Today, 6 p.m.: First round, compensation rounds and second round.
Friday, 1 p.m.: Rounds 3-10.
Saturday, 1 p.m.: Rounds 11-40.
Who's eligible: High school, junior college and four-year college players (with at least three years in school)
Kenny Henderson was a pitching phenom, good enough to be the fifth player selected in the 1991 major league baseball draft.
But the sport he loved ultimately wasn't so kind to the Ringgold High School standout who holds the distinction of being the Chattanooga area's highest drafted player.
"Honestly, I fell asleep on the couch on draft day," he said. "That day and the days leading up to it were hectic, fun and a little disappointing."
While he seems indifferent today about pro baseball, he still follows his alma mater Miami Hurricanes and now as a Nashville resident has become interested in Vanderbilt partly because of the success of the program under Tim Corbin, who was coaching at Clemson when Henderson was playing at Miami.
He never made it to "the Show" as a player, but from 1991 through 1997 he got headache and heartache and more than a peek at the sometimes seamy underbelly of professional sports.
"Things were supposed to go a little differently than they did," Henderson said, "but I'm still very proud of where I was drafted and I do wish it had gone differently."
Beginning of the end
Draft day started on a disappointing note for Henderson and his family, who had anticipated a call from the Atlanta Braves. They had the No. 2 pick. The Hendersons instead received a call from adviser Scott Boras, who was just beginning to make his mark as a sports agent, telling them that Braves owner Ted Turner had nixed Henderson's selection in favor of college player Mike Kelly, an outfielder from Arizona.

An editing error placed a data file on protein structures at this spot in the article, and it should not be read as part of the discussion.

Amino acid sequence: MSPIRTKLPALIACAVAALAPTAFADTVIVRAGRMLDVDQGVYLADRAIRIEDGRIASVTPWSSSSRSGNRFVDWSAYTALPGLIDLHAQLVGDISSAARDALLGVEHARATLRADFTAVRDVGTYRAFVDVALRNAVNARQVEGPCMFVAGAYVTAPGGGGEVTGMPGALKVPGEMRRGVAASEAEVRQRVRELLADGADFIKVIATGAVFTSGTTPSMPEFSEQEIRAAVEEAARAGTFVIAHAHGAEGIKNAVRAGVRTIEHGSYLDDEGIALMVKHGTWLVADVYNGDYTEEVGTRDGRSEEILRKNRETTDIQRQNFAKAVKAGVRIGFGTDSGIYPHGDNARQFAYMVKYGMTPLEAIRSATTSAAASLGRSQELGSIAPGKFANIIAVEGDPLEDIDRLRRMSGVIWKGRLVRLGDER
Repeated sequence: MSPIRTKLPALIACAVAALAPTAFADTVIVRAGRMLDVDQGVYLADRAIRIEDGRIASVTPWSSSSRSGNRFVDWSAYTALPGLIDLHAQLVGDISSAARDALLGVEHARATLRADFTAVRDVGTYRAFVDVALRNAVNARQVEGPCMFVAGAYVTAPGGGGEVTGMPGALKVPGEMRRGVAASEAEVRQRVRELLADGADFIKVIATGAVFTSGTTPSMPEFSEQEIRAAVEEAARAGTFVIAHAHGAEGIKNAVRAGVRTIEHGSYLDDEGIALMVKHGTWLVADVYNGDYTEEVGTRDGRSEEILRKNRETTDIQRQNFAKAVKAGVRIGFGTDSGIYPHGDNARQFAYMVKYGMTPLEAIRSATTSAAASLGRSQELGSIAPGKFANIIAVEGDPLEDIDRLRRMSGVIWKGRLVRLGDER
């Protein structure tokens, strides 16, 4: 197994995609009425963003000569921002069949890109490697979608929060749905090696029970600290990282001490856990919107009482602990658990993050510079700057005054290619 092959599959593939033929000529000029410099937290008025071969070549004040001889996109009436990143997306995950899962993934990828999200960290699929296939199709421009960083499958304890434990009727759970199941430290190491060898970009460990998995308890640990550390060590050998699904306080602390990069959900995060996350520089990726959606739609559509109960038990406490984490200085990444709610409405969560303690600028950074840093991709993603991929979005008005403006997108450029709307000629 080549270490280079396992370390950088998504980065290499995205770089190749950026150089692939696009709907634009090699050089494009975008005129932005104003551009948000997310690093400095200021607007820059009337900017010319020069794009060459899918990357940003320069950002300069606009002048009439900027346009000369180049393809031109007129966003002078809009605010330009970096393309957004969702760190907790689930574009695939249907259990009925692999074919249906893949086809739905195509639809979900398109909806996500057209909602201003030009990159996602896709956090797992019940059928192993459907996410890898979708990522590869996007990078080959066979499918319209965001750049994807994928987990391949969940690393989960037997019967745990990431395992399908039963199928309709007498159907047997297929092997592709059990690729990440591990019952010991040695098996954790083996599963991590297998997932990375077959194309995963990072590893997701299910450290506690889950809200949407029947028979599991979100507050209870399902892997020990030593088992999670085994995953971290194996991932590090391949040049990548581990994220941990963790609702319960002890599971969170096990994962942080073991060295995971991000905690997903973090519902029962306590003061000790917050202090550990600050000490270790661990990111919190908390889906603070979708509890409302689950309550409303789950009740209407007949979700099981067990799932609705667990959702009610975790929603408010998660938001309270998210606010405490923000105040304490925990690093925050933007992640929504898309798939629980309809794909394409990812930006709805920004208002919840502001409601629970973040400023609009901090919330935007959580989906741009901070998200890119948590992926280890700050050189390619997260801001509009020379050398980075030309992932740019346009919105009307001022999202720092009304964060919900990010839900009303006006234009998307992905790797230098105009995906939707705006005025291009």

Turner supposedly wanted a college player, and Kelly actually did play for a short time with the Braves in 1994 before moving on to play for the Devil Rays, the Reds and the Rockies over the next five seasons.
The Ringgold ace wound up falling to Milwaukee with the fifth pick, and that selection set off a war of words between Henderson's parents and the Brewers and then the Brewers and Boras. Current MLB commissioner Bud Selig was the Brewers' owner.
In a Milwaukee Sentinel story published 19 years ago, the Brewers' general manager at the time, Harry Dalton, said that "[Pam Henderson] told me it would take $1 million to sign her son and not to call back until we were ready to do it."
Although he had heard that story previously, Henderson bristled at the memory.
"That's a fabrication," he said. "Number one, we couldn't throw out a figure. We relied on Scott and that [story] had more to do with Scott and the Brewers than us and the Brewers, but the Brewers considered us to be ignorant hillbillies from Georgia and let us know that.
"My mother had conversations with Bud Selig, and he was very nasty to her and made her cry on at least one occasion."
The Brewers' initial signing bonus offer was $550,000, and they raised it to $650,000 the day before Henderson started classes at Miami. It was the most the club had ever offered, but it was way short of what Boras was demanding.
It was Boras and his advice that kept Henderson from signing, Henderson recalled, saying that Boras later admitted as much.
"I think a lot of people were under the misconception that my parents were pulling the strings and that my parents were extremely greedy and that they wanted me to [sign]," Henderson said. "They heard it on more than one occasion. It was my decision and no one else's."
The Boras factor
"If I had regrets, it would be staying with Scott Boras," Henderson said.
They don't exchange Christmas cards, to be sure.